About the time Crousaz was leaving Groningen, he received offers from the court of Orange to teach Prince William and from the King of Poland for a position at Halle.
He stayed in the house of Hesse-Kassel for 7 years to direct the education of the young heir, Prince Frederick. Before he left the house, the Landgrave of Hesse granted him a life pension.
9. Technological Involvement
Type: None
10. Scientific Societies
Memberships: Académie Royal des Sciences, 1725-1750
Associate member of the Académie des Sciences.
Associate member of the Académie des Sciences of Bordeaux, 1735-1750.
About 2000 letters were sent or received by him. In his correspondence with Reaumur, he discussed natural history, particularly certain shellfish found near Neuchatel; with Abbe Nollet, it was electricity; with Maclaurin optics. Among his correspondents were also Maupertuis, Jacques Cassini, Fontenelle, Bernoulli, and Mairan, who was his closest confidant. Most of these letters are in the archives in Lausanne, but smaller numbers are spread over much of Europe.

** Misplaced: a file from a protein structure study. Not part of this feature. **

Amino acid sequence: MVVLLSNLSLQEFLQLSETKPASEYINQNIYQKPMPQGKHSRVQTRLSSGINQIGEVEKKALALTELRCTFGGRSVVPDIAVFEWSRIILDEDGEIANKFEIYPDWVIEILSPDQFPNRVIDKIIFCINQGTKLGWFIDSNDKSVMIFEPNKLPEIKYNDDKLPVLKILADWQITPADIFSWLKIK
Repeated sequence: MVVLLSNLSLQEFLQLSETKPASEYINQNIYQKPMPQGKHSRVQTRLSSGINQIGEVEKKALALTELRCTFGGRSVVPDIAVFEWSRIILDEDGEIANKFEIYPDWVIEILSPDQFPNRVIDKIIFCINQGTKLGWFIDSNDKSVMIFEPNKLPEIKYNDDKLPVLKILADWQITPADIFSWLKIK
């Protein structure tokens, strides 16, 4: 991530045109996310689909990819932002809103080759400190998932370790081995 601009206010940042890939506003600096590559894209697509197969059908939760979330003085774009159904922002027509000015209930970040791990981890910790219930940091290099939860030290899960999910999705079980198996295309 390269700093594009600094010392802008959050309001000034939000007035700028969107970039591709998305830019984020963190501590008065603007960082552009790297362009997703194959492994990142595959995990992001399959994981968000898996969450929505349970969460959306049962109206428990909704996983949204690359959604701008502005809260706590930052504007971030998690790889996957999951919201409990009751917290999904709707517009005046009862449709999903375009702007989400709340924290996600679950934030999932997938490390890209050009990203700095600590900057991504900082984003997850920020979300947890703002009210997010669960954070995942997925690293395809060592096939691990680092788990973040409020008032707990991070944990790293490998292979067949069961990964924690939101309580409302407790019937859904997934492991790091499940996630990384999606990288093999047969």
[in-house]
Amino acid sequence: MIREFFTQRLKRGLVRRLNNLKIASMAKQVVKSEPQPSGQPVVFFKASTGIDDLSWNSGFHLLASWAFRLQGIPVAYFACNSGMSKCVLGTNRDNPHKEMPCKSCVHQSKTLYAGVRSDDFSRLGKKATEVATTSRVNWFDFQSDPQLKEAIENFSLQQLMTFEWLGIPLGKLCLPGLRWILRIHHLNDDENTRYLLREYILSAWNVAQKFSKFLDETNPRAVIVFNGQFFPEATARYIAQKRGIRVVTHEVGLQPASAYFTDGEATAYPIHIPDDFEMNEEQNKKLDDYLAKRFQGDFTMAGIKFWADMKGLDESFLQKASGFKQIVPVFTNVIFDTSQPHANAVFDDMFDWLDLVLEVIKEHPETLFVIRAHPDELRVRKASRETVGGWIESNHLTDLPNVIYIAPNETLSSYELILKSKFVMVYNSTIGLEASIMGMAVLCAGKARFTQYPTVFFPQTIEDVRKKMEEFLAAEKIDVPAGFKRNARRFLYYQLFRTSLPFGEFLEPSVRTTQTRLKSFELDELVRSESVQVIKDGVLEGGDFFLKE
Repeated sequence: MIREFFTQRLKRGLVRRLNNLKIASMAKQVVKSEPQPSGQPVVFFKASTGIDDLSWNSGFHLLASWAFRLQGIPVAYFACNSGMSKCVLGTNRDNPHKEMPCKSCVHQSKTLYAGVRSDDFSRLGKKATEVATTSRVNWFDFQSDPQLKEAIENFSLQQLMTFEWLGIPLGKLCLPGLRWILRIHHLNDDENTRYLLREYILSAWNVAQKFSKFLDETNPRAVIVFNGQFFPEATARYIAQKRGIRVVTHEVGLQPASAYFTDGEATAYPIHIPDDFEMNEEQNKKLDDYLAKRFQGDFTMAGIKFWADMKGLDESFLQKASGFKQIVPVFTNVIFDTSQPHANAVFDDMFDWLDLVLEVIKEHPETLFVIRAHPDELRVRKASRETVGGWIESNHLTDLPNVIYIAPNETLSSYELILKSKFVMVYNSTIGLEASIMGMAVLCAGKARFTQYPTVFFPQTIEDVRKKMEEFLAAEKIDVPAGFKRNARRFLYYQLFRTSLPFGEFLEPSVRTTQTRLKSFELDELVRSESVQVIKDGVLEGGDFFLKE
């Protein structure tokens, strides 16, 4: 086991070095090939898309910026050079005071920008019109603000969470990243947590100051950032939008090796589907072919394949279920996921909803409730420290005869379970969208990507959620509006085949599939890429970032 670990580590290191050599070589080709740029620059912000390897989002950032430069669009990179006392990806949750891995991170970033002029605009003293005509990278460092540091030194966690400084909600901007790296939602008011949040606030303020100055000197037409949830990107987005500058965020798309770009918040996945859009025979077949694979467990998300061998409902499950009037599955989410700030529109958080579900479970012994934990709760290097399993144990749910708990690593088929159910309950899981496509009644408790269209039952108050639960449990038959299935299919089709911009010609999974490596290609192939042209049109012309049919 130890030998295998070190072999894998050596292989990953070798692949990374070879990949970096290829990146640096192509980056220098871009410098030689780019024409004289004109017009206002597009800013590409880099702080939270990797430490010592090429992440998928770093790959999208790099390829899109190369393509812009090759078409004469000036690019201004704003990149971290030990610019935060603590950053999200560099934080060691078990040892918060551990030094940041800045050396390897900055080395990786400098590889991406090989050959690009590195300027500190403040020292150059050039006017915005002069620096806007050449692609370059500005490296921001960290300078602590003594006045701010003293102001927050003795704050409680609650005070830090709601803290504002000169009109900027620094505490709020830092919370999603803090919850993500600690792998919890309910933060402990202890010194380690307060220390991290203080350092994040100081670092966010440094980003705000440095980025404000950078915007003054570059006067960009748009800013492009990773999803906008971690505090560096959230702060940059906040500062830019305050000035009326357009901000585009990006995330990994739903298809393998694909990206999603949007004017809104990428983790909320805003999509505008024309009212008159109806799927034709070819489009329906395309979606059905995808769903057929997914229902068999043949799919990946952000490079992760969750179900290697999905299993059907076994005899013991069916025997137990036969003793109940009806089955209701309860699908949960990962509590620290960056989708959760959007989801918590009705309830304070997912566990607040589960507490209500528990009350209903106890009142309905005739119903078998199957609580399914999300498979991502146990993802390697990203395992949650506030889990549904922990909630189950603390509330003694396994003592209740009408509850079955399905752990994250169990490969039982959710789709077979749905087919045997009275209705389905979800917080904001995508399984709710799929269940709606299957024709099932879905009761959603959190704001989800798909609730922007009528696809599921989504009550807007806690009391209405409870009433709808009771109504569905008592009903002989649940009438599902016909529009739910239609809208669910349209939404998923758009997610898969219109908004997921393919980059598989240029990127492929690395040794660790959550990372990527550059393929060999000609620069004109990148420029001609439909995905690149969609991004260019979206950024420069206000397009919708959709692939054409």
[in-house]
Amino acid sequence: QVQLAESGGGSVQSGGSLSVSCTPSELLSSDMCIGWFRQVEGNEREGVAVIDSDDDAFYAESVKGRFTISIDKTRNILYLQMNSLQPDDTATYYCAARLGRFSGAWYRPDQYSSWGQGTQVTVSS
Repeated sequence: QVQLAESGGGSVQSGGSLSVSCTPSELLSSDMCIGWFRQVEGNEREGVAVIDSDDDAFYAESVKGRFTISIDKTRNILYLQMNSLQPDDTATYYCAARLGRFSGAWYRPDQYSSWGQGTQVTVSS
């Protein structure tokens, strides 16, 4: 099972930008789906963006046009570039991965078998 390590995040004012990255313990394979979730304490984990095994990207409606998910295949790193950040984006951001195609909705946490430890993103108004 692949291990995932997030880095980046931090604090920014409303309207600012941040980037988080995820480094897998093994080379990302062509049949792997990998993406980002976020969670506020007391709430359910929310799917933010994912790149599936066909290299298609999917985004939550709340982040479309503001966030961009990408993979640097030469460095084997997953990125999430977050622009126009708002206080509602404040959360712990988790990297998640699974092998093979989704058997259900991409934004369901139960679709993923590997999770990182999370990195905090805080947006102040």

1. E. de La Harpe, Jean-Pierre de Crousaz et le conflit des idees au siecle des lumieres, (Geneva, 1955). [B4651. C94 L18]
  2. "Eloge de Crousaz", Histoire de l'Académie des Sciences, 1750, pt. 1, pp. 258-74.
  3. Nouvelle biographie générale, 12, 546-7.
Not Available and Not Consulted
  1. Eugene Secretan, Galerie suisse, Biographies nationales..., 1, (Lausanne, 1879), pp. 591-599.
Compiled by:
Richard S. Westfall
Department of History and Philosophy of Science
Indiana University

Note: the creators of the Galileo Project and this catalogue cannot answer email on geneological questions.

©1995 Al Van Helden
Last updated
Home | Galileo | Biography | Chronology | Family | Portraits |
Science | Christianity | Library | About | Site Map | Search

Please note: We will not answer copyright requests.
See the copyright page for more information.